Dementia with Lewy bodies (DLB) is the second most common neurodegenerative dementing disorder after Alzheimer's disease (AD), but there is limited information regarding the prodromal DLB state compared with that of AD. Parkinson's disease (PD) and DLB share common prodromal symptoms with Lewy body disease (LBD), allowing us to use a common strategy for identifying the individuals with an underlying pathophysiology of LBD. Dysautonomia, olfactory dysfunction, rapid eye movement sleep behavior disorder (RBD) and psychiatric symptoms antedate the onset of dementia by years or even decades in patients with DLB. Although RBD is the most potentially accurate prodromal predictor of DLB, disease progression before the onset of dementia could differ between the prodromal DLB state with and without RBD. Experts who specialize in idiopathic RBD and DLB might need communication in order to clarify the clinical relevance of RBD with the disease progression of DLB. The presence of prodromal LBD symptoms or findings of occipital hypoperfusion/hypometabolism helps us to predict the possible pathophysiological process of LBD in non-demented patients. This approach might provide the opportunity for additional neuroimaging, including cardiac (123) I-metaiodobenzylguanidine scintigraphy and dopamine transporter imaging. Although limited radiological findings in patients with prodromal DLB states have been reported, there is now a need for larger clinical multisite studies with pathological verification. The long prodromal phase of DLB provides a critical opportunity for potential intervention with disease-modifying therapy, but only if we are able to clearly identify the diversity in the clinical courses of DLB. In the present article, we reviewed the limited literature regarding the clinical profiles of prodromal DLB. PMID:25690399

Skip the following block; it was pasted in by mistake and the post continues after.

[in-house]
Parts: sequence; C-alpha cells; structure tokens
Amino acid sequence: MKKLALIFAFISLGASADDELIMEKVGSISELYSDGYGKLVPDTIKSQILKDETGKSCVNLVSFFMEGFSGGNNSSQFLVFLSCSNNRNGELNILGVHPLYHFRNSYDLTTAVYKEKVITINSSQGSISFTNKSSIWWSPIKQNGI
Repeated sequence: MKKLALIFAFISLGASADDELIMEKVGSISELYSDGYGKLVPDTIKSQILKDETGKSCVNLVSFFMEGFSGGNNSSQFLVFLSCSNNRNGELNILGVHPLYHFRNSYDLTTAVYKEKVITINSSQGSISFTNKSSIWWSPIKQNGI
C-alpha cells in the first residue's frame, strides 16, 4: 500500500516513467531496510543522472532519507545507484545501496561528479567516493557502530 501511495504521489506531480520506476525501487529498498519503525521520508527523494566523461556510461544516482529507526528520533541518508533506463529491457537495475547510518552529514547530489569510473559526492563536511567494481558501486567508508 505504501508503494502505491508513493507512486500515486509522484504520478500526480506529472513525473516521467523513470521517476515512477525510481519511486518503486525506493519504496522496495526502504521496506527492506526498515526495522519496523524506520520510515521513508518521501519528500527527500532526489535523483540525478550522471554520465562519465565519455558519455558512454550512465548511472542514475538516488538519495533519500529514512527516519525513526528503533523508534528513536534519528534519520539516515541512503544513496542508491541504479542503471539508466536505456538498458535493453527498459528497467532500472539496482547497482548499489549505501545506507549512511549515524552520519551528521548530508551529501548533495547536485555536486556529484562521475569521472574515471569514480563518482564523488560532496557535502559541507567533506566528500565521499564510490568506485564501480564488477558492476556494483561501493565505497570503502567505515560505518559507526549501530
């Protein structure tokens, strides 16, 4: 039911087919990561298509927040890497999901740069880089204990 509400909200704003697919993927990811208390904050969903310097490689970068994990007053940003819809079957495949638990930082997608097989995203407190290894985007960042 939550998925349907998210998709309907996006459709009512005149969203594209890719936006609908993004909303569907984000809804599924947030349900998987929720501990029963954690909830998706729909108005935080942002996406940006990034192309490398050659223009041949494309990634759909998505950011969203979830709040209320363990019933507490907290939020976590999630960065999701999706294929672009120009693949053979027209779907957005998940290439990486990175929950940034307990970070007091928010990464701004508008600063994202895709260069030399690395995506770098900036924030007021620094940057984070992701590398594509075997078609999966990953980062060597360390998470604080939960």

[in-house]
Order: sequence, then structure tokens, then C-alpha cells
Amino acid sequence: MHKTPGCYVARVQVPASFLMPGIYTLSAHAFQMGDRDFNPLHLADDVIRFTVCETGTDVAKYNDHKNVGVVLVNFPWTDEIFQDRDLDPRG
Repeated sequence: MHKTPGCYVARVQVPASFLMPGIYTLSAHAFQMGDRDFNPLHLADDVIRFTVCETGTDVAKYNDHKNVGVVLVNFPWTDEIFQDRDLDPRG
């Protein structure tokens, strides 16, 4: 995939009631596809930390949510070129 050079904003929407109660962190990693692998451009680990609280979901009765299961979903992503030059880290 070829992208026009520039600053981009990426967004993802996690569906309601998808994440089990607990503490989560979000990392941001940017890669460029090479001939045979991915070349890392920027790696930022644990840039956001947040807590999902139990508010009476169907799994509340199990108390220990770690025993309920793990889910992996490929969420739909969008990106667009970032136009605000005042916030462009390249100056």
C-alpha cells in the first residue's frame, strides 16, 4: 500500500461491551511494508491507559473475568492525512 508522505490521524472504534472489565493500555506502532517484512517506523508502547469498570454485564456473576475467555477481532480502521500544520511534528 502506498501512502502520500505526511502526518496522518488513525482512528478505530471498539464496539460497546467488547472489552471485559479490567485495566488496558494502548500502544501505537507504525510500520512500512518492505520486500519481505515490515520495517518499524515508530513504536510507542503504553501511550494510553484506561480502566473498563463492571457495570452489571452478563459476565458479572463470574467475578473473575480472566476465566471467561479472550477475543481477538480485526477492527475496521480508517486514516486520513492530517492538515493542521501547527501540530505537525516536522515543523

14. Lewis Research Center R and D Facilities

    NASA Technical Reports Server (NTRS)

    1991-01-01

    The NASA Lewis Research Center (LeRC) defines and develops advanced technology for high priority national needs. The work of the Center is directed toward new propulsion, power, and communications technologies for application to aeronautics and space, so that U.S. leadership in these areas is ensured. The end product is knowledge, usually in a report, that is made fully available to potential users--the aircraft engine industry, the energy industry, the automotive industry, the space industry, and other NASA centers. In addition to offices and laboratories for almost every kind of physical research in such fields as fluid mechanics, physics, materials, fuels, combustion, thermodynamics, lubrication, heat transfer, and electronics, LeRC has a variety of engineering test cells for experiments with components such as compressors, pumps, conductors, turbines, nozzles, and controls. A number of large facilities can simulate the operating environment for a complete system: altitude chambers for aircraft engines; large supersonic wind tunnels for advanced airframes and propulsion systems; space simulation chambers for electric rockets or spacecraft; and a 420-foot-deep zero-gravity facility for microgravity experiments. Some problems are amenable to detection and solution only in the complete system and at essentially full scale. By combining basic research in pertinent disciplines and generic technologies with applied research on components and complete systems, LeRC has become one of the most productive centers in its field in the world. This brochure describes a number of the facilities that provide LeRC with its exceptional capabilities.